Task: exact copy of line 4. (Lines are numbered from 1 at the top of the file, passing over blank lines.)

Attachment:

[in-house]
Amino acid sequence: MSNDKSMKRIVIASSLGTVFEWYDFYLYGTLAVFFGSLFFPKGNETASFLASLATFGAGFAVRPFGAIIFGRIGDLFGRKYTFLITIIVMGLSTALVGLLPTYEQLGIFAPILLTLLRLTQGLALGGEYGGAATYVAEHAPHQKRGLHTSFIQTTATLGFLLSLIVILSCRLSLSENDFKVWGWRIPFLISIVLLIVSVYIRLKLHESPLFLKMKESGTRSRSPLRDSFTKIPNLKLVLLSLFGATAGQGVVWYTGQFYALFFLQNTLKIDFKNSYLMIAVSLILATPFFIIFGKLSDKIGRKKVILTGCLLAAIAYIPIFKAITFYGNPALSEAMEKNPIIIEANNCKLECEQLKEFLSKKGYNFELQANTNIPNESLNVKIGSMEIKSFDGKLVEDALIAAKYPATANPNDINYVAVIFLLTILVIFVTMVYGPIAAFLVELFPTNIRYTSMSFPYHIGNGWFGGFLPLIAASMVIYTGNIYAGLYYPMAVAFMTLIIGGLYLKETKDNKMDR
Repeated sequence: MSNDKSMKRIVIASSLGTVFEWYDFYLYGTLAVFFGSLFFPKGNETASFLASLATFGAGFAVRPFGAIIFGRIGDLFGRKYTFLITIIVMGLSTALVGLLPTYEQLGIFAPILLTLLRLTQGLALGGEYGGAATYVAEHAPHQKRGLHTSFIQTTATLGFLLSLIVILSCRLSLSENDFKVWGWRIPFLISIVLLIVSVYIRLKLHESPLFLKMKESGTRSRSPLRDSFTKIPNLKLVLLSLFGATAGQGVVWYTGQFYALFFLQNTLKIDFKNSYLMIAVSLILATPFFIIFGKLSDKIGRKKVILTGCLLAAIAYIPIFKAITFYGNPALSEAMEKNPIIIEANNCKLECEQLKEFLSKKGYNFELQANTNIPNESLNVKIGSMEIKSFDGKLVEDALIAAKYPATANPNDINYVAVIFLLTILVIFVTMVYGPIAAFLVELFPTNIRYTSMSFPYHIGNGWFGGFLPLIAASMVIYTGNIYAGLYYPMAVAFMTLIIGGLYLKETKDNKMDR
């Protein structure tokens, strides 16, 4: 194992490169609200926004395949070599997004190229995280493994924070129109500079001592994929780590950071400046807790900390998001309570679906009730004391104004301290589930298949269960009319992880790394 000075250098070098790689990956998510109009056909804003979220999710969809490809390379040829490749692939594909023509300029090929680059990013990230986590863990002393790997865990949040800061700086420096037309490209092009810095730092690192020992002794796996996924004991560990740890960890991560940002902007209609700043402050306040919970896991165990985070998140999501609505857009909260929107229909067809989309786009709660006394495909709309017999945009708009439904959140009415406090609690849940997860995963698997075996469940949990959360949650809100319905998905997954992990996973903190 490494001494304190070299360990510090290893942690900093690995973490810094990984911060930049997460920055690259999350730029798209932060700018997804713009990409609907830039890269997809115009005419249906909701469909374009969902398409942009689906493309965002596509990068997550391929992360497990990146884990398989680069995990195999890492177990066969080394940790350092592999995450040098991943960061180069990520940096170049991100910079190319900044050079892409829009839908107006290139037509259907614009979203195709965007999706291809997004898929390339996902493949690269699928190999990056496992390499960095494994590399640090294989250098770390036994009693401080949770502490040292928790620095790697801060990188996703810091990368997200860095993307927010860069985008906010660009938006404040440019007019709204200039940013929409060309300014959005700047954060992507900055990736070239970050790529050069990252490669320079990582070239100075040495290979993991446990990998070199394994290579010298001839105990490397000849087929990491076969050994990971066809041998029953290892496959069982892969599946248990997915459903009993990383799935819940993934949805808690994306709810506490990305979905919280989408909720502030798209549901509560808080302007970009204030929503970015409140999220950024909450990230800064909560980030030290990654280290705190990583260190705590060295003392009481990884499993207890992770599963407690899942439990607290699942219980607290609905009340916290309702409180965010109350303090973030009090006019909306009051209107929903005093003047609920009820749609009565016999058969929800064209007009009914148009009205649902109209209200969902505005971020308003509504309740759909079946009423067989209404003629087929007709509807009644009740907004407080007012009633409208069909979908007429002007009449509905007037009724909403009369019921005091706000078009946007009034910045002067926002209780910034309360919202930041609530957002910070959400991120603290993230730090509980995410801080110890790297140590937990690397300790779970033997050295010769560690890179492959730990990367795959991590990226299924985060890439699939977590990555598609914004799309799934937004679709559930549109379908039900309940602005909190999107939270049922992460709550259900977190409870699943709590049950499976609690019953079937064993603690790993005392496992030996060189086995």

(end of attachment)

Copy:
């Protein structure tokens, strides 16, 4: 194992490169609200926004395949070599997004190229995280493994924070129109500079001592994929780590950071400046807790900390998001309570679906009730004391104004301290589930298949269960009319992880790394 000075250098070098790689990956998510109009056909804003979220999710969809490809390379040829490749692939594909023509300029090929680059990013990230986590863990002393790997865990949040800061700086420096037309490209092009810095730092690192020992002794796996996924004991560990740890960890991560940002902007209609700043402050306040919970896991165990985070998140999501609505857009909260929107229909067809989309786009709660006394495909709309017999945009708009439904959140009415406090609690849940997860995963698997075996469940949990959360949650809100319905998905997954992990996973903190 490494001494304190070299360990510090290893942690900093690995973490810094990984911060930049997460920055690259999350730029798209932060700018997804713009990409609907830039890269997809115009005419249906909701469909374009969902398409942009689906493309965002596509990068997550391929992360497990990146884990398989680069995990195999890492177990066969080394940790350092592999995450040098991943960061180069990520940096170049991100910079190319900044050079892409829009839908107006290139037509259907614009979203195709965007999706291809997004898929390339996902493949690269699928190999990056496992390499960095494994590399640090294989250098770390036994009693401080949770502490040292928790620095790697801060990188996703810091990368997200860095993307927010860069985008906010660009938006404040440019007019709204200039940013929409060309300014959005700047954060992507900055990736070239970050790529050069990252490669320079990582070239100075040495290979993991446990990998070199394994290579010298001839105990490397000849087929990491076969050994990971066809041998029953290892496959069982892969599946248990997915459903009993990383799935819940993934949805808690994306709810506490990305979905919280989408909720502030798209549901509560808080302007970009204030929503970015409140999220950024909450990230800064909560980030030290990654280290705190990583260190705590060295003392009481990884499993207890992770599963407690899942439990607290699942219980607290609905009340916290309702409180965010109350303090973030009090006019909306009051209107929903005093003047609920009820749609009565016999058969929800064209007009009914148009009205649902109209209200969902505005971020308003509504309740759909079946009423067989209404003629087929007709509807009644009740907004407080007012009633409208069909979908007429002007009449509905007037009724909403009369019921005091706000078009946007009034910045002067926002209780910034309360919202930041609530957002910070959400991120603290993230730090509980995410801080110890790297140590937990690397300790779970033997050295010769560690890179492959730990990367795959991590990226299924985060890439699939977590990555598609914004799309799934937004679709559930549109379908039900309940602005909190999107939270049922992460709550259900977190409870699943709590049950499976609690019953079937064993603690790993005392496992030996060189086995």